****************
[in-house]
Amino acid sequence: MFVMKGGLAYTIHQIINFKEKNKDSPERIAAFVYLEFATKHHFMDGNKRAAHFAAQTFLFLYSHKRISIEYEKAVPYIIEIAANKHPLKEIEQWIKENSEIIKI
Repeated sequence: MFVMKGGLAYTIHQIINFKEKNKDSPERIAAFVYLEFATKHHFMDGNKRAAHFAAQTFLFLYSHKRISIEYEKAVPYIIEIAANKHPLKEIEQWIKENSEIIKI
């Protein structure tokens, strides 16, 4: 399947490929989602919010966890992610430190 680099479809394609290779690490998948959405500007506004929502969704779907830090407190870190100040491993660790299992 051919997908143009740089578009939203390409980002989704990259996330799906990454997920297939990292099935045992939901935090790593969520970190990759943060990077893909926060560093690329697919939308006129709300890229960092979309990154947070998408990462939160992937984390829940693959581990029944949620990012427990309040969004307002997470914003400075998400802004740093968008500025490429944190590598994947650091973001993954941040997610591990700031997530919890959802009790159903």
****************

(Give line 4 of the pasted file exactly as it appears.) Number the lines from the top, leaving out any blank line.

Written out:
């Protein structure tokens, strides 16, 4: 399947490929989602919010966890992610430190 680099479809394609290779690490998948959405500007506004929502969704779907830090407190870190100040491993660790299992 051919997908143009740089578009939203390409980002989704990259996330799906990454997920297939990292099935045992939901935090790593969520970190990759943060990077893909926060560093690329697919939308006129709300890229960092979309990154947070998408990462939160992937984390829940693959581990029944949620990012427990309040969004307002997470914003400075998400802004740093968008500025490429944190590598994947650091973001993954941040997610591990700031997530919890959802009790159903």